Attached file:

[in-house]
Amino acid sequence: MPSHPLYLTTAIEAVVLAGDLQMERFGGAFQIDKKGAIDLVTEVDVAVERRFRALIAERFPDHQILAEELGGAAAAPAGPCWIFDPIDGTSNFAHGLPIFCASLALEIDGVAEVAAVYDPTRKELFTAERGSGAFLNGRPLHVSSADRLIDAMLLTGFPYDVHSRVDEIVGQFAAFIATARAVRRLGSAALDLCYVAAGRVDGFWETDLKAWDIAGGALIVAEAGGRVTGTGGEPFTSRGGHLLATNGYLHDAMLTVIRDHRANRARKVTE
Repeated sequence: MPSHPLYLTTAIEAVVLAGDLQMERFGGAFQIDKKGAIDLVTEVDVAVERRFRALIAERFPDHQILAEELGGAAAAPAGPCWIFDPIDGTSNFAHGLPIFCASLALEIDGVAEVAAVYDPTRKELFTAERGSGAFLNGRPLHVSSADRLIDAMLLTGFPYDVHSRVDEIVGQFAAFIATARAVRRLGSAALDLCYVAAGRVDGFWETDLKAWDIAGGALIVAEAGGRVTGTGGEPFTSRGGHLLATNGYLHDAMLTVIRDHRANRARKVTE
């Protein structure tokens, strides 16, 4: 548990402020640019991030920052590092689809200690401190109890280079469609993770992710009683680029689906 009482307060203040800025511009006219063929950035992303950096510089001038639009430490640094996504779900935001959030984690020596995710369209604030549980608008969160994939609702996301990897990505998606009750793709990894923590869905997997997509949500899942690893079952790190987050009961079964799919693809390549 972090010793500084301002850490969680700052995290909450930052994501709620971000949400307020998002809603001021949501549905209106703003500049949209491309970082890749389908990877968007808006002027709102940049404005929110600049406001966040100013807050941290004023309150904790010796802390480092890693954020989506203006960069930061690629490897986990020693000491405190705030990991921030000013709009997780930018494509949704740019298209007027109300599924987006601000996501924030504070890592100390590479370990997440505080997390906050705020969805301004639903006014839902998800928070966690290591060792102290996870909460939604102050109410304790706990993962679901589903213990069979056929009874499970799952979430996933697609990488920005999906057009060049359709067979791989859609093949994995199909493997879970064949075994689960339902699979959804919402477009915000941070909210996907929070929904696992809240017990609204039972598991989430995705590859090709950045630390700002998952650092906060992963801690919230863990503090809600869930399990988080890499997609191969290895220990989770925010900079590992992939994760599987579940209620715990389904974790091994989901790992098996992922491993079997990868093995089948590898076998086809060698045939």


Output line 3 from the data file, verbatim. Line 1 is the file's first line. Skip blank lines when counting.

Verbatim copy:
Repeated sequence: MPSHPLYLTTAIEAVVLAGDLQMERFGGAFQIDKKGAIDLVTEVDVAVERRFRALIAERFPDHQILAEELGGAAAAPAGPCWIFDPIDGTSNFAHGLPIFCASLALEIDGVAEVAAVYDPTRKELFTAERGSGAFLNGRPLHVSSADRLIDAMLLTGFPYDVHSRVDEIVGQFAAFIATARAVRRLGSAALDLCYVAAGRVDGFWETDLKAWDIAGGALIVAEAGGRVTGTGGEPFTSRGGHLLATNGYLHDAMLTVIRDHRANRARKVTE